Latin American Flag Carriers
SAO PAULO, Brazil–Low Cost Carrier Azul Linhas Aereas Brasileiras S.A. announced it has ordered an Airbus A-330 airliner to start flight operations between Sao Paulo (Viracopos Airport) and Fort Lauderdale, Florida and New York-JFK. David Neeleman the Azul’s CEO wants the airline to connect with both of JetBlue’s connecting hubs. The Brazilian newspaper “Folha de Sao Paulo” indicated that Azul’s service to the United States should start before the end of 2014. This will be the third Brazilian airline to operate to the U.S. after TAM Airlines (Miami, Orlando and New York-JFK) and GOL Airlines (Miami).
SAN JOSE, Costa Rica–Air Costa Rica is the new brand name of Tica Air according to the Public Registry of the airline, which has launched the second phase of a certificationn process and expects to receive approval from the Directorate General of Civil Aviation within four to six months to operate as an international airline. The first stage of the airline’s plans include starting with charter flights to other countries in the region and then opening international routes to the United States, Nicaragua, Panama City and Colombia. Carlos Víquez, the director responsible for the formation of the airline , told El Financiero (EF) that “Civil Aviation now have 10 days to review the technical information provided, as the legal and financial documents have already been accepted. After that period, the government entity will usually provide a list of differences, for which the company has 30 working days to respond. ” Air Costa Rica is a company whose associates, George Novey and Eduardo Stagg, also own Air Panama. This company has operated since 2006 and has over 300 employees and 18 aircraft. Its core business is domestic flights in Panama and its only international route so far is San Jose. Last February, Stagg informed El Financiero that it was interested in operating a route to Miami from San Jose, taking advantage of the fact that Avianca had left that slot empty after closing the former LACSA hub at Juan Santamaria International Airport. They have also announced flights to Managua, Panama and San Andrés. Air Costa Rica would operate one of the Boeing 737-300s that Air Panama has purchased. At the moment Air Costa Rica seems to be the most probable Costa Rican carrier to start air services as Ticos Air has not been able to take off and has lost momentum.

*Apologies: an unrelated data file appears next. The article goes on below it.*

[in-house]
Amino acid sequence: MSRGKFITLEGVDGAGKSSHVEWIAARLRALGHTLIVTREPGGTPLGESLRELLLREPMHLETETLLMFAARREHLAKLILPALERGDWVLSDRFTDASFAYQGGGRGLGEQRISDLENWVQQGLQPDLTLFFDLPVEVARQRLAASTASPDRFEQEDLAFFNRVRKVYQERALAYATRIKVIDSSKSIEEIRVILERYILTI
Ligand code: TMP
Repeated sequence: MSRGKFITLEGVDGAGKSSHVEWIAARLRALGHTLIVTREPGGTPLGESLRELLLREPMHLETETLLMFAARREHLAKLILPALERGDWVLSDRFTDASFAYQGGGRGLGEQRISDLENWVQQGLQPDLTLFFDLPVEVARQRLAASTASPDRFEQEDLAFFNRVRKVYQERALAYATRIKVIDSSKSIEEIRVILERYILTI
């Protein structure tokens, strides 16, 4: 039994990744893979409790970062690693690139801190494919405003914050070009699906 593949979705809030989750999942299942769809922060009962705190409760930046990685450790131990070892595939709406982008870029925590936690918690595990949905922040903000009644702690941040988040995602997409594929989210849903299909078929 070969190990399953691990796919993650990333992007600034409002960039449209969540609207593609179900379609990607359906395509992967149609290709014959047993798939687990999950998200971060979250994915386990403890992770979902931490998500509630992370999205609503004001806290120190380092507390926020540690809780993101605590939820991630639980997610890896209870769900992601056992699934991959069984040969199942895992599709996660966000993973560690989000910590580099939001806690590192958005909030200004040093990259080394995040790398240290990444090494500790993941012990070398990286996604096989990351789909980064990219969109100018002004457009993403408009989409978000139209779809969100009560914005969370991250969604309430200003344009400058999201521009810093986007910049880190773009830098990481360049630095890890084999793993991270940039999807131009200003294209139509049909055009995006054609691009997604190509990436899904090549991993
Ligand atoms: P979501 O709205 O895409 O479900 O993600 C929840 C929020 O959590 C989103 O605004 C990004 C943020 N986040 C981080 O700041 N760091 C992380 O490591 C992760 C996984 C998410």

CARACAS, Venezuela–President Nicolas Maduro warned airlines not to limit flights in and out of Venezuela, days after Avianca reported was reducing flights to Caracas amid industry complaints of billions of dollars in unpaid debts. “Airlines have no excuse to reduce their flights to Venezuela”, Maduro said during a press conference. “If airlines reduce flights, I will take severe measures.” Airlines have struggled to obtain dollars in exchange for the Bolivar currency as a result of long-running delays in Venezuela’s 11-year-old currency control system. The International Air Transport Association (IATA) this week said that airlines are owed USD $3.7 billion and that some are considering halting service to Venezuela. “If an airline leaves the country, it’s not coming back while we are in government”, Maduro said, casting the airlines’ complaints as part of a wider economic war against his socialist government by political foes and businesses. Maduro also said, however, that his government would pay debts to the airline industry. Avianca Holdings, operator of Colombia’s biggest airline, on Thursday told travel agents it will cut flights between the countries’ capitals to one day from three as of March 20th. Avianca will suspend flights between Caracas and San Jose, Costa Rica, as part of an effort “to match supply to market needs” and reduce the number of seats available between Caracas and Lima. The company’s Chief Executive said that currency controls hade made it difficul to bring revenue worrth about USD$300 million out of Venezuela. German airline Lufthansa said this month its 2013 financial results took a double-digit million euro hit from payment issues in Venezuela. Maduro said that various airlines around the world were ready to step in and cover any unfilled routes. “They’re asking permission to cover flights to Colombia, Panama, Central and South America”, he said without giving more details. Venezuelan state-run air carrier CONVIASA is expected to take over several routes like the Caracas-San Jose run.